You can tell a lot about a country by what it chooses to memorialize.

The United States, and specifically its capital, hasn’t done a great job of celebrating its history, from the giant phallus of the Washington Monument to the many statues of White men on horseback dominating its parks. Most prominent, perhaps, is one in front of the White House of Andrew Jackson — probably the best embodiment of America’s history of swindling and murdering its indigenous peoples to date.

Some would have us tear such statues down, while others argue that their very existence is a form of historical documentation. Such debates create a false binary — and even replacing such monuments with a chunk of metal bearing the likeness of native heroes is too simplistic a fix, critics say, given the European origins of such a commemorative approach. Instead, monuments are at their best when they seek to educate rather than merely memorialize, drawing on the larger culture of those they seek to honor. The newest memorial in Washington, near the Smithsonian’s National Museum of the American Indian, shows us how that works.

Nestled in a small swath of upland hardwood forest just a block away from the Capitol, the new National Native American Veterans Memorial is a tribute to the American Indian, Alaska Natives and Native Hawaiian people who have served in every conflict since the Revolution. Congress formally authorized the building of such a memorial in 2013, but the concept took years to develop in part because of a difficult design brief. The memorial was to provide a healing, contemplative space for all native veterans and their families. But it also had to speak across hundreds of tribes, serving in every branch of the military, as well as help educate a wider public. The vision for the winning design came in a dream to Harvey Pratt, an Arapaho and Cheyenne artist who served in the Vietnam War, but was developed in conversation with his wife, Gina, and son, Nathan. It was chosen by a jury from five finalist entries, which were in turn culled from a pool of more than 120 submissions. “I wanted my design to be timeless and honor Native American veterans historically, presently and in the future,” Pratt said.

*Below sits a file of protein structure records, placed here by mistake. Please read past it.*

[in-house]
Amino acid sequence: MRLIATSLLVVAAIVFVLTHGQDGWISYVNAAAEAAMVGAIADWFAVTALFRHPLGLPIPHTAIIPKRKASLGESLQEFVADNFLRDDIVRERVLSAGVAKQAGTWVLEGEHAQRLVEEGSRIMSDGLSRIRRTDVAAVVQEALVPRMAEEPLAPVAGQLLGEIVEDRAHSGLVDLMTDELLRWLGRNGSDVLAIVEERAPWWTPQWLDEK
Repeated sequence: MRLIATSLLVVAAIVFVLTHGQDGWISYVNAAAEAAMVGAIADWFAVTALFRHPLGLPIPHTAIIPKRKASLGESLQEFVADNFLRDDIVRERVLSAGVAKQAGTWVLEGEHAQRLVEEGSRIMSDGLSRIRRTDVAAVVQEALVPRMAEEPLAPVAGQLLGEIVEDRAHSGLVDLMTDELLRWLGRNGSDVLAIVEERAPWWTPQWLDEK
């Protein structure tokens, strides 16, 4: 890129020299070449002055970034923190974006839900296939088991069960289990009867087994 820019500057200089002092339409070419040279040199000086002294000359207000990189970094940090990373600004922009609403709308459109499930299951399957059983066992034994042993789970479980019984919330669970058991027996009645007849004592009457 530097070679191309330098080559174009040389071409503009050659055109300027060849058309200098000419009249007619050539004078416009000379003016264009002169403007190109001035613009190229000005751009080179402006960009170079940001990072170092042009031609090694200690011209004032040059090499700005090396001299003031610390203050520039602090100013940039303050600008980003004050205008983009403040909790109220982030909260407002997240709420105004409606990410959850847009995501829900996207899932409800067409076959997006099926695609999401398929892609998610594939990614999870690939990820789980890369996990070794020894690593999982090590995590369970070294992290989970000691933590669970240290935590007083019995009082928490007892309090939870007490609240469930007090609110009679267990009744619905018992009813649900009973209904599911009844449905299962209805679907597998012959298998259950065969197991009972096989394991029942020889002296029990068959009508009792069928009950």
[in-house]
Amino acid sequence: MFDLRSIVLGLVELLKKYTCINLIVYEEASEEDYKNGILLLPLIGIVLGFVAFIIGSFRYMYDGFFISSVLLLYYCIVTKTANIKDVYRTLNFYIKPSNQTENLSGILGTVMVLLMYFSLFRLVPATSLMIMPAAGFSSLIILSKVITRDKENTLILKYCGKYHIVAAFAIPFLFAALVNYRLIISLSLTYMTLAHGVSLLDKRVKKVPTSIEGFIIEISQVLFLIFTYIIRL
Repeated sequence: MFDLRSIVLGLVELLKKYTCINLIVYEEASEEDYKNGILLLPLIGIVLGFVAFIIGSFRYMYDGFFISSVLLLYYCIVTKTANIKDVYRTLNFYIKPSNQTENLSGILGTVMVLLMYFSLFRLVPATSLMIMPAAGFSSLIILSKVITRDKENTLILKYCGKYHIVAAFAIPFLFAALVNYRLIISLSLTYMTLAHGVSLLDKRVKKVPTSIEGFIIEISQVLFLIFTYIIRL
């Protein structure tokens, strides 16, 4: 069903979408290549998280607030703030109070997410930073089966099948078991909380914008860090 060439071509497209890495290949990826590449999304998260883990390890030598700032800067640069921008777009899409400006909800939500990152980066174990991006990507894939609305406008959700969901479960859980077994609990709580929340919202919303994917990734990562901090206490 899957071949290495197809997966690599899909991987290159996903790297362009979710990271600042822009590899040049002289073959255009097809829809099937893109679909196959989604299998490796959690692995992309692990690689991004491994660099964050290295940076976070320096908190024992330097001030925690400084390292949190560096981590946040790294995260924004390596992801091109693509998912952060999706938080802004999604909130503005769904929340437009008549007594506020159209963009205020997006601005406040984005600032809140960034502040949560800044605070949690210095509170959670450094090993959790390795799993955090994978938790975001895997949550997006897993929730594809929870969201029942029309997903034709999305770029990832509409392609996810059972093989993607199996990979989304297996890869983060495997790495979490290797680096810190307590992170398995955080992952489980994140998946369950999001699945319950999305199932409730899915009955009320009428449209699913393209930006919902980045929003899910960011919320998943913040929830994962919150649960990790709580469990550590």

The memorial feels different from any that have come before it. For one thing, it honors not an event or a person, but a group of people. And befitting its rich and complex subject, it was unveiled Veterans Day with an accompanying museum exhibit and book combining original and existing research to highlight the often-overlooked role of women in the military as well as combating harmful stereotypes about American Indian warriors. And while it pays tribute to the fallen, it also nods to ongoing service of a critical and underappreciated community. In that sense, it’s the rare war memorial that is as much about life as death, and its multisensory experience makes it feel very much alive.

The new memorial’s curator, Rebecca Head Trautmann, said a robust commitment to defending America is consistent for a people who’ve fought to protect this homeland since before European settlers arrived. “This dedication to serving in spite of how they’ve been treated is extraordinary and something people should be aware of,” she said. The best known of those that the monument upholds are the code talkers, who helped Allied forces to victory during the first and second world wars. But native people have served the U.S. military at some of the highest rates of any ethnic group in proportion to their population.

That might register as a paradox given the mistreatment of America’s native people in a country that has colonized and massacred them, and violated the terms of practically every treaty signed. Native Americans didn’t even win the right to vote in every state until 1962. Deb Haaland, a member of the Pueblo of Laguna tribe in New Mexico and one of the first two Native American women elected to Congress, touches on why this service has nevertheless been so important, saying, “Our long tradition of service comes from our commitment to protecting the only home we’ve ever had."